Of baby things

My lovely friend, Katy-Rose recently welcomed her firstborn son into this wild and magical world. He’s a gorgeous little man, and I had the decided pleasure of crocheting a baby beanie for him!

Katy-Rose requested a Halloweeny pumpkin design, which I was so super excited to make. Not that I wouldn’t wear a pumpkin beanie myself, but I haven’t really had a reason to crochet any of the awesomely cute baby things, except my personal favourites: baby blankies.

So as a treat for my interested readers, who have been asking for photos of things since I started talking about my projects, here’s the hat I made!

All I really needed to do was look up online the best way to make the lines for the pumpkin body, and that turned out to be very simple! It was a flat rectangle, and you just crochet into the back loop for every row. Non-stitchers will probably think I’m speaking another language, and that’s okay. Trust me when I say this was a very, very easy thing to do (much simpler than many other things I’ve crocheted).

The leaf and curly-q designs were just invented as I went, crocheting whatever worked to make it look right. The curly-q is just a chain with single crochets all along, and it curls naturally. Making the pumpkin shaped leaf was fairly basic, since I just kept adding stitches until it matched the photos I was working from of actual pumpkin leaves!

I’ll hopefully get some other pieces finished soon, and take photos to share!


“Might as well”

What a funny little phrase that is. Might as well. Shortened down from, “I had might as well-”, which would then include an action. Used when we see something that ought to be done, and we should just do it now and get it sorted out. Of course, it’s not always a negative context, nor is it necessarily something we want to avoid, but the choice to do it there and then is dependent on another contextual aspect.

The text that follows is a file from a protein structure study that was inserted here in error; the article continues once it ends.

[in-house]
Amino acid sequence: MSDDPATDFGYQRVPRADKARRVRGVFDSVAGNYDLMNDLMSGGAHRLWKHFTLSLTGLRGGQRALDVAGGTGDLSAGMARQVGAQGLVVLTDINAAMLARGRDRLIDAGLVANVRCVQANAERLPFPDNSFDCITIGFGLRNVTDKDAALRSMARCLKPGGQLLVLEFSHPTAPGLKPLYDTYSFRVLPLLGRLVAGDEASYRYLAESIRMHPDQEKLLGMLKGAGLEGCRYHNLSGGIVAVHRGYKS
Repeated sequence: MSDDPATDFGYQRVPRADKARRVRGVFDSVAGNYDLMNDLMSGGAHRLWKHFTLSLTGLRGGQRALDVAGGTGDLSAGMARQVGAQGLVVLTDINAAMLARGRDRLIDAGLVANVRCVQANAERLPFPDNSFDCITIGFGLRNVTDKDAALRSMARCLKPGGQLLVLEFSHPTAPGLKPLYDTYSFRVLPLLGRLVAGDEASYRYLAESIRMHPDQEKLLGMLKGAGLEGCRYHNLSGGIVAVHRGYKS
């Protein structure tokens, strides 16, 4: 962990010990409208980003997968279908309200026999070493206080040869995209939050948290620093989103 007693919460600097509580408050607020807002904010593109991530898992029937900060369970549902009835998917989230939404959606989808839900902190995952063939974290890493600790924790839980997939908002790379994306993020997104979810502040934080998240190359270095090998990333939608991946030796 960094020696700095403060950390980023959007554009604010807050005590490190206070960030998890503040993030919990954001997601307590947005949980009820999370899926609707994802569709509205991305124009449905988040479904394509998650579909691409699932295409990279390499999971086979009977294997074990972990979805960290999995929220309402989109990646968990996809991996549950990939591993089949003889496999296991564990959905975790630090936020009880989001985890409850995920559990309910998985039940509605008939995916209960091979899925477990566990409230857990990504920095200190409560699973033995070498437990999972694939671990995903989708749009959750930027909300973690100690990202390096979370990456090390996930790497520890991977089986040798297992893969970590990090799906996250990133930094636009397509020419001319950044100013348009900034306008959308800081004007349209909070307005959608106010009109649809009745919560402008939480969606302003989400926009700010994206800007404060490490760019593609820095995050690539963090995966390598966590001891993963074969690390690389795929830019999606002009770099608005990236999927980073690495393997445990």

This weekend was dedicated as a solid attempt at finishing a whole lot of projects all at once. This, of course, was a very ambitious plan and nothing was completed, but a lot of pieces got plenty of progress. Amazing what happens when you stay off the internet for a while, eh?

Tonight had a lot of ‘might as well’s included in my efforts to complete that work. When you’re crocheting, it comes up a lot, actually. See, there’s only a small amount left in the ball of yarn, so might as well keep going until it’s run out. Oh, there’s not much left of this row, might as well just finish it. That went so quickly, I’d might as well just do another row.

Maybe it’s just me that this happens to so frequently, but the more I consider it, the more I see how often I really do add to my tasks with a ‘might as well’. Made a batch of sushi? Might as well bake some cookies while I’m in the kitchen. Writing a blog post and think of another subject to talk about? Might as well jot down the outline while it’s in my mind. Out grocery shopping? Might as well stop in and get that other thing I need. Driving by Nanna’s place? Might as well drop in and see her while we’re out that way. Writing a novella? Might as well write eight. Okay, that one is an exaggeration, but only barely.